The Visual dictionary

A tweet led me to The Visual Dictionary.

I thought I would have a look. I went to a very clean homepage that described itself thus:

Visual Dictionary, to learn by way of image with thematic, clear and precise pages, with concise and rigorous texts, multilingual, the InfoVisual will become a academic resource. Different from an encyclopedia or from a traditional online dictionaries, thesauri and glossaries because the images replace the words.

I thought I would take a closer look and played around with some of the various searches offered.

You can look up the 6 major topics/categories and to see more specific topics you use the drop down list of sub-topics

You can search by word using either a simple AND, OR or phrase option.

If you choose to do a search by category, or a category is selected, you can browse a collection of images to for a variety of information about an image or topic. 

For example, by clicking on the Biology – animal title/thumbnail, you are taken to a page where you can click on an image of a spider to get the image below.

Or you can use the “seek image” tab that will show thumbnail images.

The diagrams are really clear and well labelled. With simple explanations below the images.

You can use the “image share” feature which gives you an embed code and you then put it into your site (see below) 

Internal anatomy of a spider

Internal anatomy of a spiderVisual Dictionary – Copyright © 2005-2009 – All rights reserved.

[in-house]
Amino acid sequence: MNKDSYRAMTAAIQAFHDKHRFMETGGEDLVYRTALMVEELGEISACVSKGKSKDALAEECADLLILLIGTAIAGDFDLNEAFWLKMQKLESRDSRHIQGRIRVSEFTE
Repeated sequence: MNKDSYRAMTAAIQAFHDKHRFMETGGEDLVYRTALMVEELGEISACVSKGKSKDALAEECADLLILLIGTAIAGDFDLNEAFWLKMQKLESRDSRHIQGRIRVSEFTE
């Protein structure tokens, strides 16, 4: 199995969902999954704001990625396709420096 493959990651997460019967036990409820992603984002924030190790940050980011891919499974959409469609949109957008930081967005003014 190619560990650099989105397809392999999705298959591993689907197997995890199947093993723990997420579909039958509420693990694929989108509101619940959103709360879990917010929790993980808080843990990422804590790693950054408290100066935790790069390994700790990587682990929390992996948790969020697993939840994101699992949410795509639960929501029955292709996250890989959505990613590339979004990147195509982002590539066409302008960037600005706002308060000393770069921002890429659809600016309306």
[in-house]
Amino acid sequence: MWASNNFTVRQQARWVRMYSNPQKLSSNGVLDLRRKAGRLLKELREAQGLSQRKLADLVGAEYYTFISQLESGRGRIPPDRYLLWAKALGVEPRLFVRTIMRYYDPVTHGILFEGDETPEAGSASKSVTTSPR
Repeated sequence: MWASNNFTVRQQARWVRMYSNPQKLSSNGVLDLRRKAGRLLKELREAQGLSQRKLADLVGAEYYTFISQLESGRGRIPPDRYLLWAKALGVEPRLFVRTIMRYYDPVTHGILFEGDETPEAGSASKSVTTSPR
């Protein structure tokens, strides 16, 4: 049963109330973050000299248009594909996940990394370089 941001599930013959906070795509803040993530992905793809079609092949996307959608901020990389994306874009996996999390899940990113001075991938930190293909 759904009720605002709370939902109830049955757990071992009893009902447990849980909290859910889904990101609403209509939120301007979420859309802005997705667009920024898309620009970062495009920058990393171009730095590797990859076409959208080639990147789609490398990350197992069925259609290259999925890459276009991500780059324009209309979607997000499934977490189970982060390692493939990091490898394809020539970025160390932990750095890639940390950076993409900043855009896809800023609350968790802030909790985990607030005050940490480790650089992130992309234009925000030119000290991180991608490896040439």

Once you have found your image there are other options that become available.

You have an Animation tab that will take you to a relevant YouTube Video. The Virtual object tab allows you to view the object as it revolves (usually the format is YouTube as well), a Photo tab that takes you to a photo (a number of these are from creative Commons sites).

At the bottom of the page you also have the option to do searches (using google) of the web, the site and wikipedia.

This resource is quite simple and would be a good place to start. It is not as comprehensive as the Merriam-Webster The Visual Dictionary Online. That resource requiresmore clicks to drill down to the anaomy of a spider and there is a lot of information that may not be required by someone just wants a simple diagram or a simple beginning to a topic. Both have their place but I like this simple but effective dictionary


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